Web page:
Home >  Taylor >  Transcripts >  Interview with Paul Culliver, ABC Capricornia

Interview with Paul Culliver, ABC Capricornia

21 May 2020

Interviewer: 
Paul Culliver

Subject: Technology Investment Roadmap, emissions reduction, nuclear energy, gas.

E&OE

PAUL CULLIVER: Minister for Energy and Emissions Reduction Angus Taylor, good morning to you.

ANGUS TAYLOR: Good morning. Thanks for having me.

PAUL CULLIVER: You've released this morning a discussion paper into a Technology Investment Roadmap - so where do you want to see the money spent to reduce emissions in this country?

ANGUS TAYLOR: Technology not taxes - that's the point. We want to see new technologies, emerging technologies which reduce emissions, whether that's using existing fuels like coal and gas or new fuel sources like solar, those technologies can reduce emissions and at the same time, strengthen our economy, create jobs, encourage investment, reduce the cost of living. That's the focus of the technology roadmap. The alternative pathway is to tax energy intensive industry and activities, that's not where we're going and particularly at this time, coming out of this COVID-19 crisis, we need to strengthen the economy, deploy technologies that improve businesses and not weaken them.

PAUL CULLIVER: Alright. Lower emissions obviously, with renewable energy, how do you achieve that in gas and coal?

ANGUS TAYLOR: Well gas and coal is seeing increasing efficiencies all the time with new technologies. We're seeing very new technologies, relatively new technologies being deployed in those existing sectors to reduce emissions and improve efficiency which makes them lower cost. And this is not new. It's been happening for many years and it'll continue to happen and we'll continue to encourage it. The key here is balance. You know people want to pick one technology and say that's the answer to all the world's problems. The true answer is balance. We're going to have gas and coal - they're an important part of our systems for many years to come - but solar is an increasingly important part of our system. Many of your listeners will have solar on their roofs and many farmers using solar. I use solar on my farm for pumping water.  So balance is the key. A balance of technologies. And of course, those technologies include, or fuel sources include those critical fuel sources that are produced in abundance in Queensland - gas and coal.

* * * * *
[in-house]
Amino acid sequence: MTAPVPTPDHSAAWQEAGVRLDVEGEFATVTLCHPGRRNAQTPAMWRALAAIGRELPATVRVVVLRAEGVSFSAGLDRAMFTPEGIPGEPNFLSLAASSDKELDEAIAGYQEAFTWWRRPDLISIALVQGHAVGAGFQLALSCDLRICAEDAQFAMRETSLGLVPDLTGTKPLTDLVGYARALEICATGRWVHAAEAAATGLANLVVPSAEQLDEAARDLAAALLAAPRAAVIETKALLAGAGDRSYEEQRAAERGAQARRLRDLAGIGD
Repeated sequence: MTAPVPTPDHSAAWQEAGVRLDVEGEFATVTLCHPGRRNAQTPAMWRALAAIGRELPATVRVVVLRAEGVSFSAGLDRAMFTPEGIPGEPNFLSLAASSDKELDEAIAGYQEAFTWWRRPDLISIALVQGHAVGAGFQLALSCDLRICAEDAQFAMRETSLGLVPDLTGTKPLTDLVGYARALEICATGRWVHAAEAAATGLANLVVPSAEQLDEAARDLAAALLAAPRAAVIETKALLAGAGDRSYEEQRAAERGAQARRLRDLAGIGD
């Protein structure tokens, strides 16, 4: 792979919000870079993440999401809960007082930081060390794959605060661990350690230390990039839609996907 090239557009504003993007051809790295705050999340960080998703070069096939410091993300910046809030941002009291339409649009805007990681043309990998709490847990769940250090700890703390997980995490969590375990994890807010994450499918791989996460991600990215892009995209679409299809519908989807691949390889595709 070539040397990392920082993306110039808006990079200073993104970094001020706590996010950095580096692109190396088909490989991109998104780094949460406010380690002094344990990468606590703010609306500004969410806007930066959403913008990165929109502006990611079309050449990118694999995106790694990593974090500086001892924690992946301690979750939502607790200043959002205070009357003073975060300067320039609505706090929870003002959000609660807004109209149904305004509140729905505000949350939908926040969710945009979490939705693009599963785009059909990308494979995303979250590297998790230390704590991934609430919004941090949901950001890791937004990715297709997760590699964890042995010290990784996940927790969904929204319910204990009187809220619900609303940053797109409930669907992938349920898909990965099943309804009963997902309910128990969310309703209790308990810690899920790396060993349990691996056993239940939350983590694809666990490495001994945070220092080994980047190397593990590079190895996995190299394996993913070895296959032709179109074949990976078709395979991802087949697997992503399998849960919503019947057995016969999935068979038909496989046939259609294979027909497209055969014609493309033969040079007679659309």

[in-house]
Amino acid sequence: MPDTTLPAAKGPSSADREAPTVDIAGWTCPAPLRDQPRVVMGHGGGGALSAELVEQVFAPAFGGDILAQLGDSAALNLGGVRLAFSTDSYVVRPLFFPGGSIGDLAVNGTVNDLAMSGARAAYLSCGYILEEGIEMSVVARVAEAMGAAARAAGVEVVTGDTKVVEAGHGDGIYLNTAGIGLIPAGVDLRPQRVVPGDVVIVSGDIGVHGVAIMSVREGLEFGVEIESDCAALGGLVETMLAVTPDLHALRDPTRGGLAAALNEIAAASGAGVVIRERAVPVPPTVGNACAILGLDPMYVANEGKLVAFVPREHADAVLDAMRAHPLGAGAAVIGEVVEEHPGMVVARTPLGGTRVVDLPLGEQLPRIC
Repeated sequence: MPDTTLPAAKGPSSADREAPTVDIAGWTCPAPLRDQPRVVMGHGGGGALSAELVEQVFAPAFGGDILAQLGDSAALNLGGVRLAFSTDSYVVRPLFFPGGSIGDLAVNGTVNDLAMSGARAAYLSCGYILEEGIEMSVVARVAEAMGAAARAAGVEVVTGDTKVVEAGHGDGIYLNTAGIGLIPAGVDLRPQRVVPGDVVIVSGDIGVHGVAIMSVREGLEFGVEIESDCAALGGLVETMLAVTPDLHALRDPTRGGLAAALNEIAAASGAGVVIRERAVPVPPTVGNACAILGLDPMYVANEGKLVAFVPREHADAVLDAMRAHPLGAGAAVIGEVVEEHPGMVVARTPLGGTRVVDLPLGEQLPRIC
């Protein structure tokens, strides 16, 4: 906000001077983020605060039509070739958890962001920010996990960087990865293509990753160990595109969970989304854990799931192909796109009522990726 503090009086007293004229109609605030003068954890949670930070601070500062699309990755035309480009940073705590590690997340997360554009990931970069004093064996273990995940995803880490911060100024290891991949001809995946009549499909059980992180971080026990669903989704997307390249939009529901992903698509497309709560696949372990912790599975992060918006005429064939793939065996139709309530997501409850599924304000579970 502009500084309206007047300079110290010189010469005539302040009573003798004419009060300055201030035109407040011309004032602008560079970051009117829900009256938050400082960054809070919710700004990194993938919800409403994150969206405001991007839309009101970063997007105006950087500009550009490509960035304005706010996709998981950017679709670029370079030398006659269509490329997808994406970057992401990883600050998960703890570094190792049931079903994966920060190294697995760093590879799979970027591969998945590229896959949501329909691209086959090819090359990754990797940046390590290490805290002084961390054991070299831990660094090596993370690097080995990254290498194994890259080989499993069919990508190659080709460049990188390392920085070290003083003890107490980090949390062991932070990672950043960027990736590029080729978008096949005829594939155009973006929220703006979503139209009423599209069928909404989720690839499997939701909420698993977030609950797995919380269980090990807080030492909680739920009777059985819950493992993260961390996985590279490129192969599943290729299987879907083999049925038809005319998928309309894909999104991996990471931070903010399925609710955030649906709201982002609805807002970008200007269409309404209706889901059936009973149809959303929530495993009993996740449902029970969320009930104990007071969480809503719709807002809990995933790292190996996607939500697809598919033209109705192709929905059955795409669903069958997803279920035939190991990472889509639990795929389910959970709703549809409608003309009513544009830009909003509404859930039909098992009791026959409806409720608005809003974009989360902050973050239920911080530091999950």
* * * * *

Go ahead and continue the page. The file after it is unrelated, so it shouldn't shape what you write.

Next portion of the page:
PAUL CULLIVER: Okay. How does this roadmap actually lead to the right kind of investment?

ANGUS TAYLOR: It prioritises. Essentially, what we're doing is saying we need a lot of horses in this race. Any horse that can win in reducing emissions, improving the efficiency of our use of energy, we should back and if we back a lot of horses that have got a chance of winning we're going to create winners, we'll reduce emissions and crucially we'll make sure that technologies are available which businesses and households choose because they are good technologies. And that leaves a very important role for those critical industries, whether it's gas and coal or other industries. We see enormous potential for hydrogen in Queensland and that's another technology which is emerging fast where Australia is playing a leadership role.

PAUL CULLIVER: You've got the Clean Energy Finance Corporation, you've got the Australian Renewable Energy Agency, are there other ways to fund and incentivise investment here? How do you make sure you are backing winners?